Old Wine in New Buildings
Also part of the new wing of the Enate Winery is an executive presentation area for Enate corporate functions, private parties, and professional conferences, located adjacent to the gallery space, the wine tasting rooms, and the new bottling complex. It offers a unique opportunity for visitors to conduct meetings surrounded by the picturesque vineyard landscape.
Enate's strong relationship with the arts finds expression throughout the winery, and especially in the public reception areas. In the entry hall, a mural depicting the rolling fields of vineyards dominates an open space, marked architecturally by combinations of light, wood, and stone.
In the lobby area, Manzanares achieves a balance between sharp lines of modern composition and the softening effect of daylighting.
Stone and Light
The basic construction materials of the building are brick, steel, and concrete. But the architect's skillful orchestration of light throughout the winery moderates these "hard" materials, and ultimately alters their fundamental presence. In the process, Manzanares consciously blurs the boundary between exterior and interior, wood and steel, function and art.
The architect finds a constant source of inspiration in the particular quality of light found in Mediterranean countries, "For me," Manzanares says, "Mediterranean light is the most incredible in the whole world, and expressing this remains the all-consuming passion of my work."
He based the decision to adopt a linear, rather than curved architectural language on considerations of light. Manzanares elaborates: "I wanted to let as much light as possible into the interiors, and large expanses of rectangular glass simply offer more surface area than the curved arcades associated with the Romanesque tradition of Spanish wineries."
The architect interprets light as a metaphor for life itself and an essential element in the cultivation of the raw materials for wine production, the grape varietals.
Manzanares integrates light into every circulation route. Glazed elevators provide arresting views of the surrounding landscape, as do reception areas, hallways, and stairwells. The choreography of the project keeps visitors always connected with the immediate natural context.
Light in the Cellar
Special attention was given to the design of areas which, due to the delicate nature of the fermentation and aging processes, must be protected from natural light. Manzanares says, "For me, it's the spaces that are closed off from daylighting that are emblematic of this project because they represent my greatest creative challenge."
Specifically he refers to the fermentation cellar, which houses the wine barrels. Here, he faced the challenge of simulating natural light through metaphors of design.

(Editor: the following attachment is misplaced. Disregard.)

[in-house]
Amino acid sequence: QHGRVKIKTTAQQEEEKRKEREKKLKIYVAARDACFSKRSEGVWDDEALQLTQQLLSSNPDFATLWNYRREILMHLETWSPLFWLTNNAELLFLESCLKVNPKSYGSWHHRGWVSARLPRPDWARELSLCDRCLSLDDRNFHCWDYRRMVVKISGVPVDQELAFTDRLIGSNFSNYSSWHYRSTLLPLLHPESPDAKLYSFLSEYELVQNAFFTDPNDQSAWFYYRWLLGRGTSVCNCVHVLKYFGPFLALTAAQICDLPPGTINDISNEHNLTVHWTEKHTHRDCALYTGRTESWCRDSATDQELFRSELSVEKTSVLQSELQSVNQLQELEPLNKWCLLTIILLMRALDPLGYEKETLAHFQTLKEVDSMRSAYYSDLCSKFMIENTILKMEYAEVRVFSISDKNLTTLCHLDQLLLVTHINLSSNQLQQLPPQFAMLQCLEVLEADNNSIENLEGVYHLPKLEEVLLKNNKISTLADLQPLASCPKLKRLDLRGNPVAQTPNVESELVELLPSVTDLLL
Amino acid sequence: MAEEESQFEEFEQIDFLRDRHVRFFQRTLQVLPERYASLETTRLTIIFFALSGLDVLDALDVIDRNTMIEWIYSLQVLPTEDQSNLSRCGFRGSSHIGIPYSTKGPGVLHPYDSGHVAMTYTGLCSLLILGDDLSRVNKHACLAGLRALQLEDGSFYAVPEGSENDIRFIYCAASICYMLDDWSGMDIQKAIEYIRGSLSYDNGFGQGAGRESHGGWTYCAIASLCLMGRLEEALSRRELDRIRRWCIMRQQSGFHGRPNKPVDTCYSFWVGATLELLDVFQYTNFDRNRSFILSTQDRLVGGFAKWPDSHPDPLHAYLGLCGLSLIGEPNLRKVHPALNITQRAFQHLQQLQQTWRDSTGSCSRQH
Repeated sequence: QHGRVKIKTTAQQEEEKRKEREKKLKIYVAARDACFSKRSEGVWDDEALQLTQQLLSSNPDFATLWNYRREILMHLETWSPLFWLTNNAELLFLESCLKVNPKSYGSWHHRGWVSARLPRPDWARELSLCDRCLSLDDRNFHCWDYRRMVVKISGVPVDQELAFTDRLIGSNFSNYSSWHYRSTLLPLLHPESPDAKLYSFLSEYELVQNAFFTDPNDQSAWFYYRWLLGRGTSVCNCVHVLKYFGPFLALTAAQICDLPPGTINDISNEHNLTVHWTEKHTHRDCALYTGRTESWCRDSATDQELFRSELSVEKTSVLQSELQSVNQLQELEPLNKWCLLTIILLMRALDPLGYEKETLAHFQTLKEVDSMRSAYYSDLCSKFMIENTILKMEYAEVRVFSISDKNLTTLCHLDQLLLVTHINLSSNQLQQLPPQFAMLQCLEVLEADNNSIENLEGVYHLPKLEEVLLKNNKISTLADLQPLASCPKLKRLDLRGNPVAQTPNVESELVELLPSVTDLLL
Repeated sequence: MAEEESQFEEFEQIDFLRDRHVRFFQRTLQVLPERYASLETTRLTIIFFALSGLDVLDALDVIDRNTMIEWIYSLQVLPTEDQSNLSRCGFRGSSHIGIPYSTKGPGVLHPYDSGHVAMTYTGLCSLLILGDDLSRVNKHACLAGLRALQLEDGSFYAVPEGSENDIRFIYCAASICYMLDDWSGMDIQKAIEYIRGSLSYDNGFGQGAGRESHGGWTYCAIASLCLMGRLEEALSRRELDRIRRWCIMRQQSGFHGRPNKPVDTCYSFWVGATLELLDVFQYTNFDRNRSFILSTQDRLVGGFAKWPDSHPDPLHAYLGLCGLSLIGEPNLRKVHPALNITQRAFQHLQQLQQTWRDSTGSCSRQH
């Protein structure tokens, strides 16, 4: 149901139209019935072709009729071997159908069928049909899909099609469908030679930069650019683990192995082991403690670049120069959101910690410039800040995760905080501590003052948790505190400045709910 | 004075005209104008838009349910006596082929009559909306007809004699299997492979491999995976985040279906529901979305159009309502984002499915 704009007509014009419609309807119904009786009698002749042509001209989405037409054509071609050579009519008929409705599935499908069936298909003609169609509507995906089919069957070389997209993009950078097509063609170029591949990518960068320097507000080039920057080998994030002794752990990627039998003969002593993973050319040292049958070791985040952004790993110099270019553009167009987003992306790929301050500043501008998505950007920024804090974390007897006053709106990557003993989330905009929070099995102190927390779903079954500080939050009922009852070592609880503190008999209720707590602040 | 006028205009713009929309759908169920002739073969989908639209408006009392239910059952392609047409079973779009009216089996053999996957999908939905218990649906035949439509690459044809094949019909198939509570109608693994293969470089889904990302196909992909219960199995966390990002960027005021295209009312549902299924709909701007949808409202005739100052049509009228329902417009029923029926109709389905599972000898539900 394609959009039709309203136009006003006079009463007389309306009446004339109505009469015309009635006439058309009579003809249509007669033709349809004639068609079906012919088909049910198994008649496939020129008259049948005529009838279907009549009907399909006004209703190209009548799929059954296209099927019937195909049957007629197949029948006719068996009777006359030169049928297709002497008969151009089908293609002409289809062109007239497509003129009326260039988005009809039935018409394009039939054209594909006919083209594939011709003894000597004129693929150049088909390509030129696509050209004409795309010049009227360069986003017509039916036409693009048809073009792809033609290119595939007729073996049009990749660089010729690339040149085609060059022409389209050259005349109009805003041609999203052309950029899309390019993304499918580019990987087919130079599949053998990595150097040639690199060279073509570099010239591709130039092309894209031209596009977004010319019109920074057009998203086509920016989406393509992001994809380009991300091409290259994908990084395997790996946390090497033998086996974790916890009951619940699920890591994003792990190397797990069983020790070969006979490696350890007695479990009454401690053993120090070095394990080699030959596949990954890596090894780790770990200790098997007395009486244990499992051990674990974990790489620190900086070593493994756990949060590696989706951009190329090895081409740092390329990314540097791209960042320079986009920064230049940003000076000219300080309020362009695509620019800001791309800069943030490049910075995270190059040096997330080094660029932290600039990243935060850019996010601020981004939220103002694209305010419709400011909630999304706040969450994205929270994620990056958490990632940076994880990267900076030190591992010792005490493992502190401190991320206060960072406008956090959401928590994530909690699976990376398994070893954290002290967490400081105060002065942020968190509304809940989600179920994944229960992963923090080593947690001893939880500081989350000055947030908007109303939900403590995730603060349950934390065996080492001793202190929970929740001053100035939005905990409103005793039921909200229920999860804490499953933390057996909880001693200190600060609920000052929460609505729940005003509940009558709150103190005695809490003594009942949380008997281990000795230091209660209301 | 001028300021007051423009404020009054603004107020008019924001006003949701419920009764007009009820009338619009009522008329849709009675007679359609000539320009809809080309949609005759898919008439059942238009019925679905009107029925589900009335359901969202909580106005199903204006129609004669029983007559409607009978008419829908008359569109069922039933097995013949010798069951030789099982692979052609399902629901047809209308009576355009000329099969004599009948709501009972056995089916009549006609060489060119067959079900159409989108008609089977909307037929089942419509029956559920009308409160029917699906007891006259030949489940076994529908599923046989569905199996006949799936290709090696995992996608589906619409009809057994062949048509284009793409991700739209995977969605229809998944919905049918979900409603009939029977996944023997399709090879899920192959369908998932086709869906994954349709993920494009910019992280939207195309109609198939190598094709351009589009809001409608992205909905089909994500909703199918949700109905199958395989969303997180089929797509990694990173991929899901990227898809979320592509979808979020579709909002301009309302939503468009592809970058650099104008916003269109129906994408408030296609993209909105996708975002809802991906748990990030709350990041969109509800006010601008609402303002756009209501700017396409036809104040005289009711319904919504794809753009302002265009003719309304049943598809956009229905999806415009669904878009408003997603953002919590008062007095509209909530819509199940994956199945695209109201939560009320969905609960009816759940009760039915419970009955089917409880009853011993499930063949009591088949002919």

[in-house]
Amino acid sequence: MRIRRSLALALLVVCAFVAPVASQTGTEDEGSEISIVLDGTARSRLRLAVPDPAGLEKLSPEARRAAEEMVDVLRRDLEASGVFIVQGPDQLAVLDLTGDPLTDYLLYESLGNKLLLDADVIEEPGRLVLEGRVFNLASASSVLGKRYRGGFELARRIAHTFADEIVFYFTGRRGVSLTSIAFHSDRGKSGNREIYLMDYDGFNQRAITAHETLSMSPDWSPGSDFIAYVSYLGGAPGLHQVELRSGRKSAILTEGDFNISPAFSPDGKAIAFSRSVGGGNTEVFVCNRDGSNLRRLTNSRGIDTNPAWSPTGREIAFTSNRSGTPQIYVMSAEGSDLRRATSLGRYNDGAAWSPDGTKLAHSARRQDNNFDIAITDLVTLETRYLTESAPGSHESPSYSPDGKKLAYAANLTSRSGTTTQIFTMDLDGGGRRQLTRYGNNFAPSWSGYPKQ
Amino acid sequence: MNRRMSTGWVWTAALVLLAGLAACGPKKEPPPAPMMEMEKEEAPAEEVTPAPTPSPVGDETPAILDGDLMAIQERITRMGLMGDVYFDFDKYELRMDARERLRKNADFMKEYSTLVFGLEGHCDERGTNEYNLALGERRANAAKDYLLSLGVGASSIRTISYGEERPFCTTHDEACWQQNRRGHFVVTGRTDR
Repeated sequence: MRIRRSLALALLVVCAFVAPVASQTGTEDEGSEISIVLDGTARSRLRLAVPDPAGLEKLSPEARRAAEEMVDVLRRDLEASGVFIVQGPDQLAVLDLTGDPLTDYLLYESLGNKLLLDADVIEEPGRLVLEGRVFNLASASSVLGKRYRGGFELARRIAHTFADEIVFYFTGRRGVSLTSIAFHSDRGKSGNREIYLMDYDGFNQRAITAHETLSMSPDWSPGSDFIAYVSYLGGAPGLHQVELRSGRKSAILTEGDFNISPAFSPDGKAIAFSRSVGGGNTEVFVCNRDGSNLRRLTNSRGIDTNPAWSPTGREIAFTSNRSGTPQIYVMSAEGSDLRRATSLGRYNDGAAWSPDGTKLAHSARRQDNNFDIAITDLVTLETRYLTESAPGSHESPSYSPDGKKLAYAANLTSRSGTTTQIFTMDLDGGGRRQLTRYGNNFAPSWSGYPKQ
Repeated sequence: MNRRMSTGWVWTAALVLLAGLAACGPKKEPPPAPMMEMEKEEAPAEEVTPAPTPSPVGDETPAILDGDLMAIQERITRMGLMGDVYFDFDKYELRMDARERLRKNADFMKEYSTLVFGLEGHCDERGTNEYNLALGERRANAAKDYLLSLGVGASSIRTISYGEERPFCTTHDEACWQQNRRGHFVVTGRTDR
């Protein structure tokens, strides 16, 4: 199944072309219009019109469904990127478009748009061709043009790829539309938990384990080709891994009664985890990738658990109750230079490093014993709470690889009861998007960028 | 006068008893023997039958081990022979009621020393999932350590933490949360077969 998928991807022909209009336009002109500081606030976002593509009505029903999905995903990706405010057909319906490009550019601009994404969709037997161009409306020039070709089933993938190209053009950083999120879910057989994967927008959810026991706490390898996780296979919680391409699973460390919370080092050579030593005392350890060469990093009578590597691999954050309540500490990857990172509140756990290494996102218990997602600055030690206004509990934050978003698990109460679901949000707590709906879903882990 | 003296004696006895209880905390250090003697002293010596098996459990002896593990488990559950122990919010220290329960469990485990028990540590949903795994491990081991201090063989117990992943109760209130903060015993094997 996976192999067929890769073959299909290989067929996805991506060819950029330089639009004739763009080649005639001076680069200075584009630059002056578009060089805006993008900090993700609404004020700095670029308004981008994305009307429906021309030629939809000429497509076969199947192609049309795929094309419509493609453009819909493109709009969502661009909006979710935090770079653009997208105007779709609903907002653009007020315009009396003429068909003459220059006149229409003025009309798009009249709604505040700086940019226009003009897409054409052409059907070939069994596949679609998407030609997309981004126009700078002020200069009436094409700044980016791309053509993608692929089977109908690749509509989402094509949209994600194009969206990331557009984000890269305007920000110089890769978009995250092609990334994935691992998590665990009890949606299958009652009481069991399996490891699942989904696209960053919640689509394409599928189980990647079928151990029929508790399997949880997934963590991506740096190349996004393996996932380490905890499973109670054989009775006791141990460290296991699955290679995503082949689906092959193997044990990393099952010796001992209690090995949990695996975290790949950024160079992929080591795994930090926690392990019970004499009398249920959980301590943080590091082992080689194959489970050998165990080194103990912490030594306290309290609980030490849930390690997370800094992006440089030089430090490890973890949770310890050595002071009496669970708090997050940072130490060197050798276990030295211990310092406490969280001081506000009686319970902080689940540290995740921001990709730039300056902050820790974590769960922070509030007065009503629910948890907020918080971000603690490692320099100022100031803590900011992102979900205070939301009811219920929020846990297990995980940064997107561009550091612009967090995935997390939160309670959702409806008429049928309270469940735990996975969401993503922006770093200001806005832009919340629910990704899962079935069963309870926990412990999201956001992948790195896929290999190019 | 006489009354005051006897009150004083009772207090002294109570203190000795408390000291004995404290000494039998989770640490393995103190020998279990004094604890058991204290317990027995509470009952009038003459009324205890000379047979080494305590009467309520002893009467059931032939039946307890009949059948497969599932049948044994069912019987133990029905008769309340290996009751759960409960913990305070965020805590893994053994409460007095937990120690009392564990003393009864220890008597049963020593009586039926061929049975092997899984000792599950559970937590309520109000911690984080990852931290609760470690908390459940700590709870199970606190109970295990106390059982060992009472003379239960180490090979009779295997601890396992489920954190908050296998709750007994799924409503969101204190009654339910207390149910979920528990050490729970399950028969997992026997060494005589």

In the cellar, Manzanares creates drama through monumental architectonic volumes that highlight the warm tones of the oak barrels contained within them. He contrasts the round, fecund shape of the barrels with the angular lines of the gallery space.
In the cellar, Manzanares applies indirect electric lighting that mimics the effect of daylight. The result is an approximation of the animate, vital force of daylighting in a completely sheltered, unglazed area.
Wine Making in the Landscape
The architect creates drama in the building's exterior elevation by accentuating the horizontal orientation of the building, blending the structure into the surrounding landscape. By emphasizing the horizontal plane, Manzanares reflects the calm bucolic atmosphere of the vineyards.
Manzanares makes reference to the balance between periods of activity (or fermentation) and rest (or aging) in the complex wine-making process. "I tried to create a sense of calm throughout the composition that expresses an important facet of wine cultivation and production," he comments.
Some might see the Enate Winery as a contemporary interpretation of the Romanesque style of classic European wineries. The exterior elevation of the cellar mimics the rounded arcades characteristic of medieval monasteries. The viewing tower can be seen as an interpretation of the campanile structure found in Romanesque churches.
Whatever his references, Manzanares has achieved a design reflecting Enate's philosophy of using modern technology to build on the ancient traditions of wine production.
Rachel Grossman writes about travel, fine arts, architecture, and interior design from Madrid, Spain. She holds an undergraduate degree from Harvard in Russian Literature and a graduate degree from the Courtauld Institute in Modern Art History.